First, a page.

28 WE, US & CO. "How-how much will s ettle the bill?" asked Griscomb, e agerl y "Let me s ee," she reflected. "You stole three hundred dollar s from him. It. ought to take five hundred more to make good what his company los t by having their trunks burned. To make sure, we'll say an even thousand for the loss from both outragE)s." Griscomb began to look easier. "For the suffering caused by the bullet wound1 and being knocked senseless on that other occasion," she went on, coolly "well-let us see--another thousand would be about tight, wouldn't it?" "Do you suppose I carry a thousand dollar s with Lle ?" he demanded, trying to bluster. "'l'wo thousand," May corrected, coolly "It will take time to raise a.II that money." "No, it won't," May contradict ed, quietly. "I know s omething about large hotels. You' re s ure to find that a mount on hand in the manager 's safe. You're well acquainted here, too, and they know y our check i s good. A s you're a rich scoundrel, you' ll ha v e no t-rouble in rais ing the money. Well, why don t you s tart ? Swearing under his breath, Griscomb turned to move away. "You know what'll happen if you don' t get back prompt ly," May called warningly after him. "No, Blue-suit, you'll s tay here as a pledge of your ma s ter 's return." As for Vance half feeling himself forbidden to speak, he sat like one in a trance, though it was a happ,y kind of trance. Then back came Griscomb, with the money. May took it and counted it, th e n passed it to Vanc e "Two thou s and dollars, c orrect," she s miled. "In con-s ideration, you agree not to pro s e c ute the s e wretches?" Th e n, turning to Gri scomb, she utte r e d: "Show u s ; vhat your idea i s of fast trav el!" The y w e re gone, and Vance, after putting the money l'afel y away in an inner pocket, turned to the girl, hi s eyes glowing unspeakably. "Do you know," he demanded at last, with an effort "jus t now, just past the brink of ruin, I feel the way I did that morning when your father drove W e Us & Co. away. Som e might y noble-hearted people in the hotel, who felt w e hadn't been used right, send me a note wrapped around a big-s ized purse they'd raised to set u s straight. Why, what--" H e stopped suddenly, for the girl had tur:r;ied her face away, as jf to hide something in her eyes. "May Chesney," he demanded, "was it YOU who sent me that money?" She nodded. "You generous--" he began but words failed him. "It wasn' t anything," she s miled. "I had an uneasy notion that an injustice might have been done you. I didn't want to be too friendly with you, for I wasn't wholly sure. But at least I could see that you and your people didn't come to want througP. my doubts. It was very little to m(7-I have always had so much pin-money in m y pur s e So--" But it was her turn to pau s e for la c k of words "I can at least pay that amount back, with my mos t heartfelt thanks," proposed Vance, reaching for his pocket. "Not here, please; not now. Later in the day, if you wish," she answered, rising. "And here I am," cried Vance, s elf-reproachfully, happy that I'm forgetting poor Ted Roberts, in a fearful fix at another place. Miss May, I simply must get to the telegraph station and land about threehundred in poor I Ted's troubled hands." "I can walk down "there f ith you, can't I?" she proposed, smiling. "Will you?" That money got off to Ted with very little more dela.y. Both companie s did well after that. By the tim e that the Fall season c ame around Vance Dalton had four vaudeville companie s on the road. Yet the deepe r he went into the bus iness, the more im possible it proved i or him to s top. Two y ear s ago he openect his firs t vaudeville theatre, giv ing a continuou s show all da y and evenin g long. Alread y Vanc e Dalton has a c h ai n of continuous per formance vaud e vill e theatre s in s e veral of our large cities. Right after his first theatre was opened, he askeq. May Chesney to him That s he did ju s t after the second theatre was started. Ted Roberts married Flo s sie Delavan ju s t after he was appointed manager of one of Vance 's theatres. Dave wedded Clara on the day that he took charge of another of Vance's theatres. Mrs. Delavan? She's Mrs. Slick, now, and Sam is in Vance 's main office. THE END. A great s tor y of fighting in the Philippines i s coming next! Lieut. J. J. Barr y has written ju s t the kind of war s tory that all American boys lov e to read. "CUT OUT FOR AN OFFICER; OR, CORPORAL TED IN THE PHILIPPINES," will be published c omplete in No. 11 of 'rhe Wide Weekly, out next week! It's full of mystery, fighting, adventure, and all the spice that goes t-0 make a really great war story! SPECIAL NOTICE: All back numbers of this weekly are always in print. If you cannot obtain them from any newsdealer, send the price in money or postage stamps by mail to FRANK TOUSEY, PUBLISHER, 24 UNION SQUARE, NEW YORK, and you will receive the copies you order by return mail.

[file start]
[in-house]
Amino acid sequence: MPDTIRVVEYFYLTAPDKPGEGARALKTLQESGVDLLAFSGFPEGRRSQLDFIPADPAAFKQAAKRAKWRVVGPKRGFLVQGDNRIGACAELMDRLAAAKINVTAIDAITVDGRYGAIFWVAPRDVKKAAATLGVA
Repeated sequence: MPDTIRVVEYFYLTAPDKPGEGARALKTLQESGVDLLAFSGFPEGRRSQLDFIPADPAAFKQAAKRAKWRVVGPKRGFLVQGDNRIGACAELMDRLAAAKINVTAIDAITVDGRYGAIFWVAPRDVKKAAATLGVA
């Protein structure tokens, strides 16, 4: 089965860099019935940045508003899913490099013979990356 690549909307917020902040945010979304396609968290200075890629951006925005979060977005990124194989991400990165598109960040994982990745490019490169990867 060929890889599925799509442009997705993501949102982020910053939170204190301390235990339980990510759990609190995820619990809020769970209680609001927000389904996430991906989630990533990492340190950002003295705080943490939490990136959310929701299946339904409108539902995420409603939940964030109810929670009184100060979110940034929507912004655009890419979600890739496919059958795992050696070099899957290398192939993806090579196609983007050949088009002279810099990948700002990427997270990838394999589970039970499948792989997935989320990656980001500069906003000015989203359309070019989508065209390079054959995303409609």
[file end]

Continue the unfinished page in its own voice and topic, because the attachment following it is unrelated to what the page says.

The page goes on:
SECRET SERVICE OLD A.ND YOUNG KING BRA.DY, DETECTIVES. PBICE 5 CTS. 32 PAGES. COLOBED COVEBS. ISSUED WEEKLY LA'l'.EST ISSUES: 814 The Bradys and "Bullion Bill ; or, The Mystery of Mill No. 13. 315 The Bradys In Joliet; or, The Strange Case of Jeweler James. 816 The Bradys and "Roaring Rube" ; or, Rounding up the "Terror" of Ten Mlle Creek. 317 lrhe Bradys and the Boss of Broad Street; or, The Case of the "King of the Curb." 318 The Bradys Desert Trail ; or, Lost on the Deadman's Run. 819 The Bradys and the Opium Syndicate ; or, After the "Ma.rquls" of Mott Street. 320 The Bradys and "General Jinks"; or, After the Cara crooks of the "Katy Flyer." 321 l,'he Bradys and the Man With the Barrel; or, Working for the Prince of Wall Street. 322 The Bradys and ''Bedrock Bill" ; or, The "Deadmen" from Dead wood. 323 The Bradys and the "King" of Chicago; or, The 111an Who Cor-nered Corn. 324 The Bradys and Admiral Brown; or, Working for the United States Navy. 325 The B1adys and "Madame Millions" ; or, 'l'he Case of the Wail Street Queen. 326 The Bradys and the "Prince" of Pekin ; or, Called on a Chinese Clew. 327 The Bradys Death; or, Trapped by a Clever Woman. 328 The Bradys' Rio Grande Raid; or, Hot Work >1t Dadmaus Bend. 329 The Bradys' Madhouse Mystery ; or, The Search for Madame Montford . 330 The Bradys and the Swamp Rats; or, After. the Georgia Moon-shiners. 331 The Bradys and "Handsome Hal" ; or, Dupmg the Duke of Da-kota. h "T .. f 332 The Bradys and the Mad Financier ; or, Tra1 mg t e error o Wall Street. 333 The Bradys anq the Joplin Jays; or, Three "Ba3 The Bradys and "Dr. Doo -Da-Da y ; or, The Man Who was Lost on Mott Street. 354 The Bradys' Tombstone "Terror" ; or, After the Arizona Mine Wreckeu. 351) The Bradys and the Witch Doctor; or, Mysterious Work in !Sew Orleans. 356 The Bradys and Aldermp.n Brown ; or, After the Grafters of Greenviiie. 357 The Bradys in "Little Pekin" ; or, The Case of the Chinese Gold King. 358 The Bradys and the Boston Special; or, '!'he !\Jan \\'ho was Miss ing from Wall Street. 359 The Bradys and the Death Club; or, The Secret llan